I'm a PhD candidate in political science at the University of British Columbia. My dissertation looks at Thailand's recent mass movements, the Red Shirts and the Yellow Shirts. I blog on Thai politics on New Mandala and write for Thailand's popular independent news, Prachatai (English version). In my free time I hike, travel, help others and learn a new language.
Latest posts by Aim Sinpeng
Findings from the Citizen Lab’s network measurement tests show that blocking in the days following Thailand's coup was “highly dynamic.”
The military says that it must control TV, radio stations and the Internet as a way to ensure that “truthful” and “correct” information is disseminated to the population.
Akong was sentenced to 20 years in jailed for an unproven lese majeste case on the basis of Thailand's Computer Crime Act. The 61-year-old grandfather, who had long battled with oral cancer, was believed to have died as a result of this disease. Attempts to get bail for Akong, most notably due to his illness, was repeatedly denied.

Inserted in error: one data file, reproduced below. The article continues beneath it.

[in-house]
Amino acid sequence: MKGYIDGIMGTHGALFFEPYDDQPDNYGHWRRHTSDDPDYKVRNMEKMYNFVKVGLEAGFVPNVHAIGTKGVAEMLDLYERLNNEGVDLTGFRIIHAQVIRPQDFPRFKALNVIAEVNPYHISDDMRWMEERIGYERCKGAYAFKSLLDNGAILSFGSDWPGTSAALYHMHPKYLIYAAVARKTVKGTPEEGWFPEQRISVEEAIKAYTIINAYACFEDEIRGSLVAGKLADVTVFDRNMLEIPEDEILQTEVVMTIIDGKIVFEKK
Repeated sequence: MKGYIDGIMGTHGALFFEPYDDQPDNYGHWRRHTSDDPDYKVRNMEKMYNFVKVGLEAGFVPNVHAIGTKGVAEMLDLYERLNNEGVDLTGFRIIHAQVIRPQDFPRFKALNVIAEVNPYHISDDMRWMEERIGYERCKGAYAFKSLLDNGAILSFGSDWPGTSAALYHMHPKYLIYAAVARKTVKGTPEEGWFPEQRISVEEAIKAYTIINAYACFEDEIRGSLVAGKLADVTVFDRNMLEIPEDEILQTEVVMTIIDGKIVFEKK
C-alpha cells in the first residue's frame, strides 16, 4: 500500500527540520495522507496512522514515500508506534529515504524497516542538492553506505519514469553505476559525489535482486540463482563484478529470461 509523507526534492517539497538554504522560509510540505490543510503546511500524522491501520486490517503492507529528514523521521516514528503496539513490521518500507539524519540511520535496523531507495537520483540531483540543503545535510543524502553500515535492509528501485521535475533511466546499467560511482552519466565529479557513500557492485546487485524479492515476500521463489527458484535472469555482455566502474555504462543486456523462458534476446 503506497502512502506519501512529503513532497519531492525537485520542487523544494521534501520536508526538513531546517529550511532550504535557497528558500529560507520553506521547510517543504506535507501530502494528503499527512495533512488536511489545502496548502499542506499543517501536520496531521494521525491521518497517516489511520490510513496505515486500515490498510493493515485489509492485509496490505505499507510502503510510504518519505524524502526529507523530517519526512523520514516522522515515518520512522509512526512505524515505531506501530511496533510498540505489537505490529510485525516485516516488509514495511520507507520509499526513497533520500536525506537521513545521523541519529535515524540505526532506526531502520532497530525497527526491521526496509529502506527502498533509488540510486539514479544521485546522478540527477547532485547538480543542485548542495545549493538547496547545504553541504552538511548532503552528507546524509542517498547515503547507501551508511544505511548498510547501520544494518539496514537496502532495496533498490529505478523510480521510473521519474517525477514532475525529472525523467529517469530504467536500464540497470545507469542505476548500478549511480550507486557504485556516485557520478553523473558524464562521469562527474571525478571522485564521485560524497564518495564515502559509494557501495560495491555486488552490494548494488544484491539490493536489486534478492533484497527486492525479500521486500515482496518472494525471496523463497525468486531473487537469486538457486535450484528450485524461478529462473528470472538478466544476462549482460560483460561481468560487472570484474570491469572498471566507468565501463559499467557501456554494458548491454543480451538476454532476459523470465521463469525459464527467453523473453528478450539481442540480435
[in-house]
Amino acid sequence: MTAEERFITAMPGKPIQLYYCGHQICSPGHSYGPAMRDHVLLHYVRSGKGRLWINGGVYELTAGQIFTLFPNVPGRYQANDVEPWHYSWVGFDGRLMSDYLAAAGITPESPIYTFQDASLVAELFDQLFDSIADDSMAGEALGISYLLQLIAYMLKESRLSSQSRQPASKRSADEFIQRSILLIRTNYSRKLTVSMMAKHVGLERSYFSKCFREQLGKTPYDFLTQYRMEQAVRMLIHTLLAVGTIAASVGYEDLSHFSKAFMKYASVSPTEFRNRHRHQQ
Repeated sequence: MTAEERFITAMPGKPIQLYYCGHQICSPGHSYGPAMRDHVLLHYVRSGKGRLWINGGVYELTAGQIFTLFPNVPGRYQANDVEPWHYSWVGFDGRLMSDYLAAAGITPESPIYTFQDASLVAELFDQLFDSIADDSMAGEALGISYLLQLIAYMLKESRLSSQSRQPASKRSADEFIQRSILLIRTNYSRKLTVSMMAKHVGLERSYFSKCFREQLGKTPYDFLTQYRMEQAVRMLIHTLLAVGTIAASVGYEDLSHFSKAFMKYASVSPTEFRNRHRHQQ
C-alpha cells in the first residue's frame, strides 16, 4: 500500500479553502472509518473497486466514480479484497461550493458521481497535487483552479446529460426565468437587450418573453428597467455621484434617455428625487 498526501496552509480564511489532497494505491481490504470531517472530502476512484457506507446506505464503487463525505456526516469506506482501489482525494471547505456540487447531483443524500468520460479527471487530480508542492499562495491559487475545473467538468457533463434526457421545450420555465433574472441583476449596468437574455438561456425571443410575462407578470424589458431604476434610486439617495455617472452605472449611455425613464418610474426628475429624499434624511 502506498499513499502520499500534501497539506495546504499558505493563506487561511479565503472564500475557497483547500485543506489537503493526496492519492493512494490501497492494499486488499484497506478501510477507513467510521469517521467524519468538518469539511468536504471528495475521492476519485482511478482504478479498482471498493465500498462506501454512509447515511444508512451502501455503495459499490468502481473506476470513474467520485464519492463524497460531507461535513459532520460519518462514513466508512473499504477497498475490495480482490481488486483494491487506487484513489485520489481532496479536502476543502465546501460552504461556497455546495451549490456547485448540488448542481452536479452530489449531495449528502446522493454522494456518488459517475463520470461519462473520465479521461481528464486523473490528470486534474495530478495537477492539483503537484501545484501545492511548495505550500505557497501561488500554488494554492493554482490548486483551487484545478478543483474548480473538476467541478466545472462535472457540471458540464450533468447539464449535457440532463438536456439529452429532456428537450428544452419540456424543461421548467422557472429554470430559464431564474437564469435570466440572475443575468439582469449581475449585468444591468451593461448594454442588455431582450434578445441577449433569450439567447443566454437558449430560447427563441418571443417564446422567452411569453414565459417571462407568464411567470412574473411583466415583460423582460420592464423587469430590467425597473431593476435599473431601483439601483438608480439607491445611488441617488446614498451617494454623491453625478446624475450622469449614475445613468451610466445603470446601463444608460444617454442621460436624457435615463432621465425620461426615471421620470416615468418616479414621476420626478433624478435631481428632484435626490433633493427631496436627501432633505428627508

Cyber political pundits, bloggers and Facebook activists in Thailand often feel deeply frustrated and annoyed with their lack of liberty to write at will. Yet netizen's frustration with seemingly increasing internet censorship is not unique to Thailand, but rather it's part of the global insurgence of state control over internet...